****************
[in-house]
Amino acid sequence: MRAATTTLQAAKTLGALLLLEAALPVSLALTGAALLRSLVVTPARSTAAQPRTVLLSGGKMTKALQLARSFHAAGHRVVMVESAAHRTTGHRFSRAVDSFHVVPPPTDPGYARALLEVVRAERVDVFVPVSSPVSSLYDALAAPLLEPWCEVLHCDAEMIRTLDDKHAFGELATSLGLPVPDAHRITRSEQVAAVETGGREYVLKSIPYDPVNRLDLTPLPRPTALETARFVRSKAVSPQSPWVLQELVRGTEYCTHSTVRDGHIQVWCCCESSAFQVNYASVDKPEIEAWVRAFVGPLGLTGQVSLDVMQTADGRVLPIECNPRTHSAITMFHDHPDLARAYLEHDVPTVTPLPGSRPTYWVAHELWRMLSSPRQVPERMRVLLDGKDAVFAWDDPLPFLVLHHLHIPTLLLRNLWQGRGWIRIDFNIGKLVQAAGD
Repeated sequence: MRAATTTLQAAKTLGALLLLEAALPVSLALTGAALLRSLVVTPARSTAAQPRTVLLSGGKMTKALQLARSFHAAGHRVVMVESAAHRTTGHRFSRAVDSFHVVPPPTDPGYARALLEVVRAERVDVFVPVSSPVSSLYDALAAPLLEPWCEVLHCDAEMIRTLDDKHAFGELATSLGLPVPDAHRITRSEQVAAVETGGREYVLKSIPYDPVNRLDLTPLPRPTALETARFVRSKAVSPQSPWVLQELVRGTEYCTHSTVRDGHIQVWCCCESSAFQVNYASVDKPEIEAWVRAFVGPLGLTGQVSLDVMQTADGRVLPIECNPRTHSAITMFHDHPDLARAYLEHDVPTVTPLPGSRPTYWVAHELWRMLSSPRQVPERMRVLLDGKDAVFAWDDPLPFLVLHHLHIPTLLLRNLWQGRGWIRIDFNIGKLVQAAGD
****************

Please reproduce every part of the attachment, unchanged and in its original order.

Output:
[in-house]
Amino acid sequence: MRAATTTLQAAKTLGALLLLEAALPVSLALTGAALLRSLVVTPARSTAAQPRTVLLSGGKMTKALQLARSFHAAGHRVVMVESAAHRTTGHRFSRAVDSFHVVPPPTDPGYARALLEVVRAERVDVFVPVSSPVSSLYDALAAPLLEPWCEVLHCDAEMIRTLDDKHAFGELATSLGLPVPDAHRITRSEQVAAVETGGREYVLKSIPYDPVNRLDLTPLPRPTALETARFVRSKAVSPQSPWVLQELVRGTEYCTHSTVRDGHIQVWCCCESSAFQVNYASVDKPEIEAWVRAFVGPLGLTGQVSLDVMQTADGRVLPIECNPRTHSAITMFHDHPDLARAYLEHDVPTVTPLPGSRPTYWVAHELWRMLSSPRQVPERMRVLLDGKDAVFAWDDPLPFLVLHHLHIPTLLLRNLWQGRGWIRIDFNIGKLVQAAGD
Repeated sequence: MRAATTTLQAAKTLGALLLLEAALPVSLALTGAALLRSLVVTPARSTAAQPRTVLLSGGKMTKALQLARSFHAAGHRVVMVESAAHRTTGHRFSRAVDSFHVVPPPTDPGYARALLEVVRAERVDVFVPVSSPVSSLYDALAAPLLEPWCEVLHCDAEMIRTLDDKHAFGELATSLGLPVPDAHRITRSEQVAAVETGGREYVLKSIPYDPVNRLDLTPLPRPTALETARFVRSKAVSPQSPWVLQELVRGTEYCTHSTVRDGHIQVWCCCESSAFQVNYASVDKPEIEAWVRAFVGPLGLTGQVSLDVMQTADGRVLPIECNPRTHSAITMFHDHPDLARAYLEHDVPTVTPLPGSRPTYWVAHELWRMLSSPRQVPERMRVLLDGKDAVFAWDDPLPFLVLHHLHIPTLLLRNLWQGRGWIRIDFNIGKLVQAAGD